One of the quickest and simplest tactical things you can do to create more engaging encounters is vary the starting distance between the party and the monsters. Too often encounter distance – and by extension, all the additional tactical options the party and monsters may have, especially early on in a fight – goes overlooked.
While it may seem easier (and ultimately more dramatic or challenging) to just plop the PCs down in the center of the map or tiles every time, remember that a more immersive and believable D&D game needs some variation in encounter start locations and distance.
Extrapolating from the information in the DMG, here’s generally what I use for typical starting encounter distances:
- Dungeon: 0-20 squares
- Outdoor with significant terrain or reduced visibility: 5 squares
- Outdoor, typical: 10 squares
- Outdoor, very clear or open: 20 squares
These guidelines tend to work well, creating a good and believable mix of encounter starting locations. Obviously, dungeon environments can vary greatly, especially with walls and illumination or vision (normal, low light and darkvision) alone typically having a huge impact on encounter start distance, not to mention more fantastic effects or phenomena. Still, let outdoor terrain, elements (weather), and illumination serve as a sort of three-degree reference point for your dungeon-based starting encounter distances.
Variety of tactical play is a simple but important advantage here. Specifically, long distance start encounters mean a greater opportunity to maneuver into more defensible or advantageous positions on the battlefield. Now, both monsters and the party can move behind a few boulders or trees, or otherwise find some cover or bottleneck they particularly like. With the premium placed on mobility in 4e, characters and monsters with abilities or magic items that increase their movement or help overcome difficult terrain get to shine early on as they move into better position. Spot the Path, anyone?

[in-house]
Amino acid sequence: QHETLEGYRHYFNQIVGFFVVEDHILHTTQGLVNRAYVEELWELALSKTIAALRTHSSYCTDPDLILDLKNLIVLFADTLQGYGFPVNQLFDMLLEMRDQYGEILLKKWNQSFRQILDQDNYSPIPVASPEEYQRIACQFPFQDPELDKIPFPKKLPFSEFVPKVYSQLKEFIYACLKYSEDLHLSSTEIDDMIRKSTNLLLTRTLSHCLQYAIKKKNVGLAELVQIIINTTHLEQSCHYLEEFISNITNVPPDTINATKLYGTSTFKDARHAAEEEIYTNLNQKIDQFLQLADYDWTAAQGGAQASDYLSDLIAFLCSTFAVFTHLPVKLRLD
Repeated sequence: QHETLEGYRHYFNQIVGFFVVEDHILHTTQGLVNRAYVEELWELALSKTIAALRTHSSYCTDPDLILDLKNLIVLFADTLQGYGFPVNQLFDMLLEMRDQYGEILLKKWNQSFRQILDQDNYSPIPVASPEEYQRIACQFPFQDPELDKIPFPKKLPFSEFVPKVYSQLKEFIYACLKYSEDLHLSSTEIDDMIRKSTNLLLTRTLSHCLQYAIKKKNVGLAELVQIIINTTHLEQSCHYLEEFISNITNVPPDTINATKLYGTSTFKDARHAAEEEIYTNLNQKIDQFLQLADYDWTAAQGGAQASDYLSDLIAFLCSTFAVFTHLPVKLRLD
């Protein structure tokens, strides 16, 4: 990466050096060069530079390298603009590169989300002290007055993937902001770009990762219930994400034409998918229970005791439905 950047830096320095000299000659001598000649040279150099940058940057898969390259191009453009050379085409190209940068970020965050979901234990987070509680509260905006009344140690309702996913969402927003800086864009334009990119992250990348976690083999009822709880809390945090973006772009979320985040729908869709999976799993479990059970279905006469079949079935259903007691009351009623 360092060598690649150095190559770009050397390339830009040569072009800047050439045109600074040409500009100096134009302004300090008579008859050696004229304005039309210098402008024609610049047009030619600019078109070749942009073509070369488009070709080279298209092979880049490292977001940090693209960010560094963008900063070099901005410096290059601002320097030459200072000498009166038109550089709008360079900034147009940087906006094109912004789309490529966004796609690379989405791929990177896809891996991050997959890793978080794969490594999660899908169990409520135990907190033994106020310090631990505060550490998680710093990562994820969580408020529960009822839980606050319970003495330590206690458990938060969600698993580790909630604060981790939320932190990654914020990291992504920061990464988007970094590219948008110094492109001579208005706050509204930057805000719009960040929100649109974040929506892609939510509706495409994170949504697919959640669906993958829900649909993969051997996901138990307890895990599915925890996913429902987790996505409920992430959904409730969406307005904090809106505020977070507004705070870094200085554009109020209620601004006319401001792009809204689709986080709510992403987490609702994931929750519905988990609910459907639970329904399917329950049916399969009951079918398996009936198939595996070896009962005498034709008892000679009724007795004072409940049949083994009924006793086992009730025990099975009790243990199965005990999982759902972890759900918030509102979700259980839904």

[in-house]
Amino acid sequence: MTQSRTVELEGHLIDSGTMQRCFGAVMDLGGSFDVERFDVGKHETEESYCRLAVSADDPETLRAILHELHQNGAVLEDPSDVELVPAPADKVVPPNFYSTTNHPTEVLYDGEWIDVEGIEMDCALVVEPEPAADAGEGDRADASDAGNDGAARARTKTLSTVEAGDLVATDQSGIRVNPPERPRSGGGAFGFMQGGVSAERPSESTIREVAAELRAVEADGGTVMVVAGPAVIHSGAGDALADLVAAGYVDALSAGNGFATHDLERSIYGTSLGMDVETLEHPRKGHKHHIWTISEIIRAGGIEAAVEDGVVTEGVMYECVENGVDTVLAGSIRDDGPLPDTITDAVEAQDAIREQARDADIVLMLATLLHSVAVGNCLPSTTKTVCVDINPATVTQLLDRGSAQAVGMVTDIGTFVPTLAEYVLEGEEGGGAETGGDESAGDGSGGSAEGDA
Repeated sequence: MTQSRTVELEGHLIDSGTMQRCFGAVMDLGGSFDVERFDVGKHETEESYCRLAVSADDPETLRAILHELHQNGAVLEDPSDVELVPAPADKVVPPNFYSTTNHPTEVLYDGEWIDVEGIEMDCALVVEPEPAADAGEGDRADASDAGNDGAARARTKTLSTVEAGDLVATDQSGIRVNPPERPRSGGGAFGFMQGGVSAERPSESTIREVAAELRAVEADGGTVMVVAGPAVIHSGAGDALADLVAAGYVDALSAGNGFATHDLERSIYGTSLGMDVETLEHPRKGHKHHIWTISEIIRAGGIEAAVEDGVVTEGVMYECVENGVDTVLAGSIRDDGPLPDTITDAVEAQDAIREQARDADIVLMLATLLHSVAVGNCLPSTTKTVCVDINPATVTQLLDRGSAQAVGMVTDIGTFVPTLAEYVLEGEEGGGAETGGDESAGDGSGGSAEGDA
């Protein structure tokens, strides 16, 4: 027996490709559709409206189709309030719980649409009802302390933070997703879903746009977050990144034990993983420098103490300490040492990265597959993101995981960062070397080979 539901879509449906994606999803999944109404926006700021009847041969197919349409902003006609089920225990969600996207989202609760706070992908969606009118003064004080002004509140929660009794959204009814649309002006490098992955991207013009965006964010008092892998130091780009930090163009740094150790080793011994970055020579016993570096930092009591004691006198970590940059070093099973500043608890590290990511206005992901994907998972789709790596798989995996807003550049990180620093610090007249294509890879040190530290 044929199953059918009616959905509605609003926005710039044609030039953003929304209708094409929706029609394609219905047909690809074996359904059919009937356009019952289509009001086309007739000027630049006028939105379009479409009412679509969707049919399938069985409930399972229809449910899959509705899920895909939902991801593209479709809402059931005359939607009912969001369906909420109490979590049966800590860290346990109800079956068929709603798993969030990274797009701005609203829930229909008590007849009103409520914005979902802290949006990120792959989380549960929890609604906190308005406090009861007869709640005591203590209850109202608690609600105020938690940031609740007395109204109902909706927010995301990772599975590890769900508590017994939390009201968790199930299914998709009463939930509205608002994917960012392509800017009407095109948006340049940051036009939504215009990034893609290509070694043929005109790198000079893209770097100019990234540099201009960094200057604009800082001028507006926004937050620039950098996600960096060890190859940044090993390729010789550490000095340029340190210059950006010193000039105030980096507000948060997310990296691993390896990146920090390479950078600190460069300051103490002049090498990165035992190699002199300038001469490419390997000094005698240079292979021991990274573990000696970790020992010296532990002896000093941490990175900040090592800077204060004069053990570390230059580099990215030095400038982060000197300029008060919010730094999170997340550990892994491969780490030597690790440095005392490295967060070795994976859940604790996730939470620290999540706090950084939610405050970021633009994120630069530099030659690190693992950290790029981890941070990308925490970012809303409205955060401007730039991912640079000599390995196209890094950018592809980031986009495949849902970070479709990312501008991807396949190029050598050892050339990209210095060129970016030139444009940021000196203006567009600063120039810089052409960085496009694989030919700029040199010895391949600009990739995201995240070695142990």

Additionally, backup ranged weapons suddenly have more value as more melee-oriented characters spend time and rounds bearing down on the enemy. Long range weapons like bows and crossbows, for both PCs and monsters, become a real option, at least for a round or two. And of course, long-range spellcasters and artillery on either side actual get a chance to measure out and test the limits of those Ranged 20 powers; even powers within 10 squares suddenly require at least a round of movement and tactical positioning. There’s a reason archers have always had such an advantage at the start of battles throughout human history, and here’s one way to emulate this classic battlefield advantage.
From an encounter design level, greater starting encounter distance also helps inspire a greater number of tactical phases, features or challenges in an encounter. For example, why have those tanarukk demon orcs simply fire their crossbows from 100′ out behind a few boulders, when they can still do it from 150′ out from arrow slits in a ruined tower just behind those boulders? Now you’ve introduced and highlighted the value and threat of true artillery, combined with its most tactically advantageous terrain: superior cover.
This creates a special challenge for the party to deal with, even while a forward force of tanarukk warriors close in on them from around the blasted rocklands, using boulder cover and possibly a few crossbow shots of their own to harass the heroes as they go. A couple of very different threats like these always helps a combat encounter come alive, giving the heroes meaningful choices as far what enemies to concentrate on and how best – and who best – to deal with them.
Combat Duration and Starting Distance
The only drawback to using greater starting distances in 4e encounters is that they might add more time from maneuvering into the already overlong 60-minute average combat duration – a duration often blown away by truly challenging or adventure/play tier finale encounters. If this doesn’t bother you or your playgroup however, then go for it – vary up encounter start distance and use longer starting distances often.
Otherwise, one balanced solution is to use large starting distances in minion-only or minion-heavy encounters. This balances the extra time costs of closing and multiple rounds of artillery fire early on with threats that are more quickly eliminated once successfully attacked. Even a solo encounter with a heavy dose of global encounter elements, engaging terrain features and a host of minions fits the bill. Plus the dramatic build up of a few extra rounds of maneuvering in this sort of ultimate fight only fuels the excitement of such a momentous encounter.